We fear that the broad new enforcement powers provided under SOPA and PIPA could be easily abused against legitimate services like those upon which we depend. These bills would allow entire websites to be blocked without due process, causing collateral damage to the legitimate users of the same services - artists and creators like us who would be censored as a result.
We are deeply concerned that PIPA and SOPA’s impact on piracy will be negligible compared to the potential damage that would be caused to legitimate Internet services. Online piracy is harmful and it needs to be addressed, but not at the expense of censoring creativity, stifling innovation or preventing the creation of new, lawful digital distribution methods.
We urge Congress to exercise extreme caution and ensure that the free and open Internet, upon which so many artists rely to promote and distribute their work, does not become collateral damage in the process.
- Aziz Ansari
- Kevin Devine, Musician
- Barry Eisler, Author
- Neil Gaiman, Author
- Lloyd Kaufman, Filmmaker
- Zoë Keating, Musician
- The Lonely Island
- Daniel Lorca, Musician (Nada Surf)
- Erin McKeown, Musician
- Samantha Murphy, Musician
- OK Go
- Amanda Palmer, Musician (The Dresden Dolls)
- Quiet Company
- Trent Reznor
- Adam Savage, Special Effects Artist (MythBusters)
- Hank Shocklee, Music Producer (Public Enemy, The Bomb Squad)
- Johnny Stimson, Musician
The Trippy 1960s ‘The Hobbit’ Animatic [Video]
By Caleb Goellner
If you got tingly watching the trailer for Peter Jackson’s first of two live action films based on J.R. R. Tolkien’s The Hobbit, just wait until you get a load of Gene Dietch’s recently uncovered animatic from ‘66 featuring the artwork of Adolf Born. At around 12 minutes long, it’s certainly not as beefy as the 1977 Rankin/Bass animated Hobbit feature, but it packs a psychedelic punch worthy of Led Zeppelin’s references.
Neil Gaiman’s Chilling Christmas Card Story as a Pop-Up Book
By Laura Hudson
In 1989, comics author and novelist Neil Gaiman sent a Christmas card to friends and family that included a very dark take on the story of Santa titled “Nicholas Was…” In the years since it has not only become something of an expensive collector’s item, but also inspiration for fan-made works, including a rather inventive pop-up book pointed out by The Mary Sue. Gaiman challenged readers to create new interpretations of the story last year as well, and you can see the results — which included a puppet version — in a holiday blog post.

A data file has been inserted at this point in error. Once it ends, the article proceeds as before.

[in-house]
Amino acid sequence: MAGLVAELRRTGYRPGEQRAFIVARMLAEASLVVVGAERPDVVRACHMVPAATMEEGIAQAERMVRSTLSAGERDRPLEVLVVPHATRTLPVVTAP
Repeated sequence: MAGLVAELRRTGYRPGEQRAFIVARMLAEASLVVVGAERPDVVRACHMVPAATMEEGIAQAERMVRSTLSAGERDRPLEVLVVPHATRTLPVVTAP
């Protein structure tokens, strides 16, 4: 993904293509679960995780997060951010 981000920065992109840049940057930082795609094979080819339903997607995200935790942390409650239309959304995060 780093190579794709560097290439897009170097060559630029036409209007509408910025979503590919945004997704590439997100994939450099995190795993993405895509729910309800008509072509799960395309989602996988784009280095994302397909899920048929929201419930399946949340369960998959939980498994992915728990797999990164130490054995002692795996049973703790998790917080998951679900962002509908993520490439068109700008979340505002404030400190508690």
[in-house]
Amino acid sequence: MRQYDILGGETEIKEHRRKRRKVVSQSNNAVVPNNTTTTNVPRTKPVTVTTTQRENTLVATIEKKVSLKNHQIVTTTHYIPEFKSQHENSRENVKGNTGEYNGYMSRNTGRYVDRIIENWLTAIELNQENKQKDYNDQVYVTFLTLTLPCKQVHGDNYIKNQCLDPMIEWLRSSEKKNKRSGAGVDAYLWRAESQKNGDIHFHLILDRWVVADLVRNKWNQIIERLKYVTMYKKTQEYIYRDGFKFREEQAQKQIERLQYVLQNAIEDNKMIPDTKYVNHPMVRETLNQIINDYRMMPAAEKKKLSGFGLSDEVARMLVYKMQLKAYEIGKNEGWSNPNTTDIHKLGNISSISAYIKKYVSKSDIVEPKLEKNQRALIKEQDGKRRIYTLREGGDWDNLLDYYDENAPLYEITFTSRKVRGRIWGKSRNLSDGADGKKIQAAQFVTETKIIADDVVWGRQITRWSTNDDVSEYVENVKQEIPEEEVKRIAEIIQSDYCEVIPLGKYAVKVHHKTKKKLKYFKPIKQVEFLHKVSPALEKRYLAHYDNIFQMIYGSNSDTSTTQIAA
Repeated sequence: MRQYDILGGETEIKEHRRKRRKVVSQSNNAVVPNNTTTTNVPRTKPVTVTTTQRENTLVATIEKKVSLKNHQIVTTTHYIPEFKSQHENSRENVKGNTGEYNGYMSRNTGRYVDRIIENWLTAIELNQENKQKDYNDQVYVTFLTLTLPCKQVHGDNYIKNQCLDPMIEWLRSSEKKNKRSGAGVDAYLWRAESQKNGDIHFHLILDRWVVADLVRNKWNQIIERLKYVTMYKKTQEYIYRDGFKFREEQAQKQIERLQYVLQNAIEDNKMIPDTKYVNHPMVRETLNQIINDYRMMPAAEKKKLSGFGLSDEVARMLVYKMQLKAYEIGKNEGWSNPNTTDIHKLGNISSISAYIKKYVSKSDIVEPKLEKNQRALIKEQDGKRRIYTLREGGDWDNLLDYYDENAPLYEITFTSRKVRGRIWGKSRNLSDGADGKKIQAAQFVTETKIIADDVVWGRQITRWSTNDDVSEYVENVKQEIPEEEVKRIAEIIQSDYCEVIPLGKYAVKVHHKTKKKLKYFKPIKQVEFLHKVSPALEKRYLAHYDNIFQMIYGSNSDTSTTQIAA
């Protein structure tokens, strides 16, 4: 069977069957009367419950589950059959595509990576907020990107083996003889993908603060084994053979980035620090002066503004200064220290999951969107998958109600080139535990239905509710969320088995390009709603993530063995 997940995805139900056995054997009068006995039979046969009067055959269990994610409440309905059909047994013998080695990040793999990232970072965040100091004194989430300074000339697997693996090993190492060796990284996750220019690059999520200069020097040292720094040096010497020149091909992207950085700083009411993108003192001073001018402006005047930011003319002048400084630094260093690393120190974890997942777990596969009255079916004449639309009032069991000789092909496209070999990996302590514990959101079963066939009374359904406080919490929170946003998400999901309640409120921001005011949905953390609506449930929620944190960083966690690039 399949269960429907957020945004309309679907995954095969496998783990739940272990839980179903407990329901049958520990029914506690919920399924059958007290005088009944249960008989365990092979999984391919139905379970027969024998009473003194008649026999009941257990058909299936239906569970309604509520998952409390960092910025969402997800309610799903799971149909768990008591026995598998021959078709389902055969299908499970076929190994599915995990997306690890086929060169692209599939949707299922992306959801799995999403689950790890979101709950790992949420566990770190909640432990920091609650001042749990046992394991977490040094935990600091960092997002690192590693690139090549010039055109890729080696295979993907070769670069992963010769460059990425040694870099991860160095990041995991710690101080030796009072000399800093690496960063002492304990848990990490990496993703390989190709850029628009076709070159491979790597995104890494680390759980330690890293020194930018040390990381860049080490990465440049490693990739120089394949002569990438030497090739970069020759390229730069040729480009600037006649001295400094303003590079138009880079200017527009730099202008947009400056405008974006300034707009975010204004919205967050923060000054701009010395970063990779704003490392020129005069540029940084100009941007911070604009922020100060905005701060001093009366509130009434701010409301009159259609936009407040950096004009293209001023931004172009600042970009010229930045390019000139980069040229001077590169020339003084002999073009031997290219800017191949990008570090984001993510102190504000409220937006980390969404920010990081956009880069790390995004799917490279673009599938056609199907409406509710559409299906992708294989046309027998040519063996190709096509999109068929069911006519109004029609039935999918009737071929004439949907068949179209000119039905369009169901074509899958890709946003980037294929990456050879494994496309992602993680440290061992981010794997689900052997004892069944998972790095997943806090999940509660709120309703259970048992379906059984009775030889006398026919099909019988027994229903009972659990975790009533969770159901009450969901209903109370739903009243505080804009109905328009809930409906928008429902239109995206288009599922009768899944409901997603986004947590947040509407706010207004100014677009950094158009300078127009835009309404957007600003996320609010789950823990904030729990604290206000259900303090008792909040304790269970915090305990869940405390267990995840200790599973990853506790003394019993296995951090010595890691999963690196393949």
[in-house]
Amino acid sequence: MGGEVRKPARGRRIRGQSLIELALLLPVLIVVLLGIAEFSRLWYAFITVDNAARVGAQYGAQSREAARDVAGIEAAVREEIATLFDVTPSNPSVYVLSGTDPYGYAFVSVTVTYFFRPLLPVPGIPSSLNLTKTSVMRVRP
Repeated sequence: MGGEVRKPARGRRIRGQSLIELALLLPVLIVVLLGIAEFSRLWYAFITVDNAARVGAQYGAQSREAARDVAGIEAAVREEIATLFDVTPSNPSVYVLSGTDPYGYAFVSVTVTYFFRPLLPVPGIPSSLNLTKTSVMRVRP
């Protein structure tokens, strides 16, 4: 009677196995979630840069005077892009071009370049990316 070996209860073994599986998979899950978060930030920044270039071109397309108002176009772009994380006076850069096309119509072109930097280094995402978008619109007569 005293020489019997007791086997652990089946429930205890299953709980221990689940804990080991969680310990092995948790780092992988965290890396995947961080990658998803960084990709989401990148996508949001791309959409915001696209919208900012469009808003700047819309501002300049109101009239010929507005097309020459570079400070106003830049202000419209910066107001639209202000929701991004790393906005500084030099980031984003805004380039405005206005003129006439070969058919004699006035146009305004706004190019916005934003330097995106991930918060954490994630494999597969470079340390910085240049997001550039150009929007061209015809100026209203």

By Laura Hudson
By Laura Hudson
Noted comics illustrator and video game enthusiast Bill Mudron illustrated an absolutely gorgeous Game of Thrones poster inspired by Celtic illuminated manuscripts like The Book of Kells. Click through for more detail on Mudron’s Flickr, where you can tiny skeletal, scenes from the epic novel series playing out in the borders. A great holiday gift for the Game of Thrones fan on your list? We think so.
Conan the Barbarian’s New Job: Teaching English at Trinity College
For college students heading back to class this fall, the start of a new semester of classes generally comes along with the opportunity to learn some of the surprising facts about your teachers before you dig right into the material. For instance, I had a Philosophy prof who had been a champion boxer in the Army during the Vietnam War, and a History teacher who kept his hair long because he did Civil War re-enactments on the weekends. Meanwhile, at the University of Dublin’s Trinity College, there’s an English professor probably better known for his previous career: Stabbing evil wizards in the face.
That’s right: Conan the Barbarian is teaching English at Trinity College.
Read more at ComicsAlliance.